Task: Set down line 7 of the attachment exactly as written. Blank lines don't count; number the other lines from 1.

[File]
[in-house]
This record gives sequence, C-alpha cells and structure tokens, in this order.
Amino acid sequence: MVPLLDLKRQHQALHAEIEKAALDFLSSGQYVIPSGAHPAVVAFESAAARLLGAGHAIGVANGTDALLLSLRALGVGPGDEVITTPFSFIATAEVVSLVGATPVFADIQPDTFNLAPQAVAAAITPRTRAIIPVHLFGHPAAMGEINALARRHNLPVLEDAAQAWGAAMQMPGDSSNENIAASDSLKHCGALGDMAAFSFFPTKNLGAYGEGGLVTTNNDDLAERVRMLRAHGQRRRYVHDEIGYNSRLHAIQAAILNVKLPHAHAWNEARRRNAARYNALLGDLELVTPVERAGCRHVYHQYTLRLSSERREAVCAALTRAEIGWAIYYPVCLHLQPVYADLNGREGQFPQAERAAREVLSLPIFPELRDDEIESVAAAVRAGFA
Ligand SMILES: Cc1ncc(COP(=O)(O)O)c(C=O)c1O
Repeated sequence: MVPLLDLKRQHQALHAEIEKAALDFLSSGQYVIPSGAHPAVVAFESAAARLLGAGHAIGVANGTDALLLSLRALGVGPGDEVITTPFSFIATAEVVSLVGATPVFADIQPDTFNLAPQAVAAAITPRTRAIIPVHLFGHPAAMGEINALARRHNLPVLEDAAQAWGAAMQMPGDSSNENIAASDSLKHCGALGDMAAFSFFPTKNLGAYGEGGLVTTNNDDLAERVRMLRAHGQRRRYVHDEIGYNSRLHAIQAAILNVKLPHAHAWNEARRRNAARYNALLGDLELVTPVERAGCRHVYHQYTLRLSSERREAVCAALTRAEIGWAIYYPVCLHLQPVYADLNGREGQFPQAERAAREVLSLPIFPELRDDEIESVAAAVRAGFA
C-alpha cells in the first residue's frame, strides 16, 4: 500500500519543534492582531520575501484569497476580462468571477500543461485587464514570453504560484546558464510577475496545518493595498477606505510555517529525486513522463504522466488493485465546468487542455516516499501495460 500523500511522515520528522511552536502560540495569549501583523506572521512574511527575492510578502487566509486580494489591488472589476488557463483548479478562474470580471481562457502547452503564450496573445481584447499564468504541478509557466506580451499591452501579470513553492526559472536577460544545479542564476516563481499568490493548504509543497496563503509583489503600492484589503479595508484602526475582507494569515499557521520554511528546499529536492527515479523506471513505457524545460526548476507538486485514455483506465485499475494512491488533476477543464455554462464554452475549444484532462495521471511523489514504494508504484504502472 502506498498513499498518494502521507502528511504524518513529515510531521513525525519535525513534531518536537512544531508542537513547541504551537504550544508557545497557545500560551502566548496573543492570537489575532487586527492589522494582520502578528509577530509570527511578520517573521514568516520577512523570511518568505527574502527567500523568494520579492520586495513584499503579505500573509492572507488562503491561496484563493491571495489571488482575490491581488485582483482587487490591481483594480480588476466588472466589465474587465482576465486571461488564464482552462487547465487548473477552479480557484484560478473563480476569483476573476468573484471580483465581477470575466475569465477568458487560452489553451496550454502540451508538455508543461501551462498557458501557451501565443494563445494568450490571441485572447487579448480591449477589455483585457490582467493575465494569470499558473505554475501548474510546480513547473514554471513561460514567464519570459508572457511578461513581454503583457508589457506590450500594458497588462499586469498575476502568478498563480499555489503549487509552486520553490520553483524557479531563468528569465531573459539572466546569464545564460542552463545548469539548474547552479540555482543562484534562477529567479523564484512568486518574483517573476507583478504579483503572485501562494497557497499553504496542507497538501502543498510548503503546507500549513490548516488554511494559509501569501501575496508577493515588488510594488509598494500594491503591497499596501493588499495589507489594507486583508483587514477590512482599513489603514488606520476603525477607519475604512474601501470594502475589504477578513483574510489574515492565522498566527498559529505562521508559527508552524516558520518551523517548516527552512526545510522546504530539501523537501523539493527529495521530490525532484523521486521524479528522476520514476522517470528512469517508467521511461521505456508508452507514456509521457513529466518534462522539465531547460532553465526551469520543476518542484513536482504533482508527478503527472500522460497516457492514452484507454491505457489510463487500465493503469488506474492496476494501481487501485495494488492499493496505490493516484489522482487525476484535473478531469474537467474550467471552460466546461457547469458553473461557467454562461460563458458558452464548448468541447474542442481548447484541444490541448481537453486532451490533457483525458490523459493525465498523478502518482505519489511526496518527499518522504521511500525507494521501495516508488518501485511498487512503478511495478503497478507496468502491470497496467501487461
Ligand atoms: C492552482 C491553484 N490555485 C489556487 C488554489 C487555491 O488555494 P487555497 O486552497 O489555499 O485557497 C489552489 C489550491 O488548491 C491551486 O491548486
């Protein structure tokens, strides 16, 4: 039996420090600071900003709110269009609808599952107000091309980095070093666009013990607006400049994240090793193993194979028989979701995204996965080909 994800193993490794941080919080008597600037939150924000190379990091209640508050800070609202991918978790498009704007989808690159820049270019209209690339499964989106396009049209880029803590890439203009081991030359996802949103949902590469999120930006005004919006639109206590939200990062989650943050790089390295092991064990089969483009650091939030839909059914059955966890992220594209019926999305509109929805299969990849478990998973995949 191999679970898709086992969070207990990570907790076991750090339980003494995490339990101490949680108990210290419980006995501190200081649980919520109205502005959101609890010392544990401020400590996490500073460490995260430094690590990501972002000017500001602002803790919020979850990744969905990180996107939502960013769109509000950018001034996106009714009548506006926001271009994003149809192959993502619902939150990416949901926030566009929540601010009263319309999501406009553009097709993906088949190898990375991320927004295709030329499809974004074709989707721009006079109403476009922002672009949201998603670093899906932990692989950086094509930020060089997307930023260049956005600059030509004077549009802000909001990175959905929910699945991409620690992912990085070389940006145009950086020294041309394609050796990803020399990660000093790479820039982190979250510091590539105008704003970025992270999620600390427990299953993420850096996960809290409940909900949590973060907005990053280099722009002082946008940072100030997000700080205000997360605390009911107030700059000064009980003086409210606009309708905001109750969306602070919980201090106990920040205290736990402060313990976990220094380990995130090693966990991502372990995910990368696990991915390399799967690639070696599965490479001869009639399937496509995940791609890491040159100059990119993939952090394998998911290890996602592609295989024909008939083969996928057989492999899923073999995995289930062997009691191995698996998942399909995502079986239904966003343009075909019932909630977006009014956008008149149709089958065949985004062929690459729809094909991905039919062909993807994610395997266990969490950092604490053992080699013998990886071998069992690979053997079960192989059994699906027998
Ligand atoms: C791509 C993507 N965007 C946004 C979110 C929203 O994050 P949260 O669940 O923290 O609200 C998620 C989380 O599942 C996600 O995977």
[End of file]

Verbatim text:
Ligand atoms: C492552482 C491553484 N490555485 C489556487 C488554489 C487555491 O488555494 P487555497 O486552497 O489555499 O485557497 C489552489 C489550491 O488548491 C491551486 O491548486